Writing is a passion. Publishing is a business.


Interview with Judith Tarr

Judith Tarr is the author of numerous novels and short stories including the World Fantasy Award nominee for Best Novel, LORD OF THE TWO LANDS. As Caitlin Brennan, she has written a middle-grade novel, HOUSE OF THE STAR, as well as the WHITE MAGIC series for adults. She lives near Tucson, Arizona, where she raises and trains Lipizzan horses. Her new novel for young adults, LIVING IN THREES, will be published in November by Book View Cafe.

What are you reading right now?
I just finished reading a draft of the sequel to Kari Sperring's THE GRASS KING’S CONCUBINE. About to read another unpublished manuscript. Also on the pile: CANTEENS: writing and art by Harlem seventh-graders, which I backed on Kickstarter.

What first sparked your interest in writing?
Ummm…learning to write?

I can't ever remember not making up stories.

What do you love the most about writing? The least?
Most:  Being attacked by an idea and dragged off to its lair and held hostage until I've written its story.

Least: Proofreading the final draft.

Tell us a little about your writing process.
My process is an iceberg. Massive amounts of process happen under the surface. Ideas germinate, develop, and mature before they ever hit page or screen. At a certain point I'll start jotting down notes in what I call "Ideafiles"—developing characters and plot, building worlds, whatever the story needs. When I have enough (for values of "enough" that are completely idiosyncratic and specific to the project), I'll start writing.
I almost never do exploratory drafts. All that happens in my head. By the time the words go on the page, I'm pretty clear on structure and story. Sometimes I'll come at the story from the wrong angle and have to start over, but again, I'll do most of the rebuilding in my head, and only put it on the page when I'm clear on how it should go.
With novels, the first 100 pages/10 chapters/25,000 words are the most tentative and take the longest, as I find my way into the story. Once those are working (and I may go back and layer on new material as I go), the rest is pretty much a straight drive to the end.

I have never had to cut material, but I have often had to add. So I'm a sketcher rather than a kitchen-sinker. I'm also very linear. I never write ahead, though I may go back and recast what's already there. Nor do I skip around the story or write chapters out of order. I'm kind of anal that way.
What are your passions?

Writing. Horses. Cooking. History - especially non-conventional, non-white-guys history.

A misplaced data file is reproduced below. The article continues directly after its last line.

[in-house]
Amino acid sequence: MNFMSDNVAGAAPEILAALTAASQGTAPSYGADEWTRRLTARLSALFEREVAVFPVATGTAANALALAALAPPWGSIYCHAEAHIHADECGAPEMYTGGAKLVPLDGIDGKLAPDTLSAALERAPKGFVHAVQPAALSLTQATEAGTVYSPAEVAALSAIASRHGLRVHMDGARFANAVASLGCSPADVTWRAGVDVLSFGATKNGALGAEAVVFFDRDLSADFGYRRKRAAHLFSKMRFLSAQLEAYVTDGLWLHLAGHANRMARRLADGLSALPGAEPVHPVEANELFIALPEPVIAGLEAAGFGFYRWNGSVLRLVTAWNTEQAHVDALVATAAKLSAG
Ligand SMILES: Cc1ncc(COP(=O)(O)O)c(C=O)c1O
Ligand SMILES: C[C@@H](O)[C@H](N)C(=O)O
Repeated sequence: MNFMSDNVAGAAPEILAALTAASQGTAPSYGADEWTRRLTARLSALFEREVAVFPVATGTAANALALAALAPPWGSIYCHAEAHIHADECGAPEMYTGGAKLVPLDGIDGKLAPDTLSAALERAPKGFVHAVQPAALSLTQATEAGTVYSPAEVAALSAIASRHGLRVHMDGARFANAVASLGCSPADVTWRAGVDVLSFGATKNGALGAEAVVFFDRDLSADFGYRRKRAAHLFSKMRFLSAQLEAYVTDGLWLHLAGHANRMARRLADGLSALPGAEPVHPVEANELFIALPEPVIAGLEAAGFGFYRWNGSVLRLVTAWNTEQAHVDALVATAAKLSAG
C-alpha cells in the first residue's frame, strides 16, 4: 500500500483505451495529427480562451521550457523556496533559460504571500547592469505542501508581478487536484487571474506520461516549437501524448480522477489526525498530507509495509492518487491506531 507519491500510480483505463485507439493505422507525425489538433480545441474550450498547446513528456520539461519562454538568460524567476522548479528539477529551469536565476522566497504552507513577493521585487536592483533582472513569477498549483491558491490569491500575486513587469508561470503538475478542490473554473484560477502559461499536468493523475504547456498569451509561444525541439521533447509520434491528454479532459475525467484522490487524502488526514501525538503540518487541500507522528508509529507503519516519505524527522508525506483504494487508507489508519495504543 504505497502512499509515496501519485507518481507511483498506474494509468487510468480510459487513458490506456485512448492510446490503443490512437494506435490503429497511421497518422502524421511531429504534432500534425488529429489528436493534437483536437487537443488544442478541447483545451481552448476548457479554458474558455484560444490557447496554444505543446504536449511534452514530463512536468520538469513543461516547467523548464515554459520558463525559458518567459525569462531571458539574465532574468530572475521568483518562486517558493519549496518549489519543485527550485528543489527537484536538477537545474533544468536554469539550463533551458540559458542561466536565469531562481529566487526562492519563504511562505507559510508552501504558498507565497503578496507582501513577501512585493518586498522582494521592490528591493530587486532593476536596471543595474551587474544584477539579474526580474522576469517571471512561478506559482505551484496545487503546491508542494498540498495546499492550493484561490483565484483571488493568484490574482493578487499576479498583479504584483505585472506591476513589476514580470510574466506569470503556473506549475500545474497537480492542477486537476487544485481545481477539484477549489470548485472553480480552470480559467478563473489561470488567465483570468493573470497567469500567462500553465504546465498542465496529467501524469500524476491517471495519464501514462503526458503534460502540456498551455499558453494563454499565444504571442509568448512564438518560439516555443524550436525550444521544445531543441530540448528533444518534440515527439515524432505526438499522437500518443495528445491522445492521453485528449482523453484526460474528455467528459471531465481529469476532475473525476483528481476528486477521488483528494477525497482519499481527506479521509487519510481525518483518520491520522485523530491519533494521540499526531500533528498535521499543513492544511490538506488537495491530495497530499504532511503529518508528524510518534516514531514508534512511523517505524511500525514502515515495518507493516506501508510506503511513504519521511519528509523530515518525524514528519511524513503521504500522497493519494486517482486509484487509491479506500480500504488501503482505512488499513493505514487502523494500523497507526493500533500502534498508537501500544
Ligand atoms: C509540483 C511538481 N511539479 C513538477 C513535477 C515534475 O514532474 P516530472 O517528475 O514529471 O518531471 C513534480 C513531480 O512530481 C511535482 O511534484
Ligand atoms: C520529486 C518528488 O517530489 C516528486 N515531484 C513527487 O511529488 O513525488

What inspires you?
Lots of things. The natural world - from animals and landscape to stars and galaxies. Watching the moon come up over the mountain, through a horse's ears. Human history. Human range and variety. Art and music.

Why fantasy?

That appears to be the way my brain is wired. I take straight history and pretty soon it skews. I love writing about magic and wonder and things that aren't real but ought to be.

How was HOUSE OF THE STAR born?
I submitted a manuscript to Susan Chang at Tor Starscape (it was, in fact, an earlier version of my Kickstarter novel, LIVING IN THREES, which will be published by Book View Café on November 20th). She passed on it, but she asked, "Would you possibly be interested in writing a magic horse story for us?" I had an idea, Susan liked it, and it grew from there.

Elen and Ria both exhibit intense prejudices while still remaining likable. In that regard, were they challenging characters to write?
Not really. I just engaged my inner kid, and let it rip. (I'm very Method when I write. The kind of writer who hears voices in her head. You know. That kind.) Originally the main viewpoint was Sara's, but a couple of drafts along the line, Susan asked, "Are you sure you have the right viewpoint character?" After I finished cussing and stomping around, I realized she was, of course, right. The real story was Elen's. And I had to go back and write it all over again from her point of view. Now that was hard. Also, a lot of work. But I think it was worth it.

Do you have any advice for aspiring authors?
Don't try to write to market. Write the story that's in you. The one you love - that you can't not write. The market will find you.

Is there anything else you would like to tell us about yourself?

When I'm not writing I'm working and playing with horses. The ranch in HOUSE OF THE STAR is based on my little farm in Arizona. Blanca and Moondance are real horses. Someday I'll write a sequel - there are so many more stories to tell about Rancho Estrella.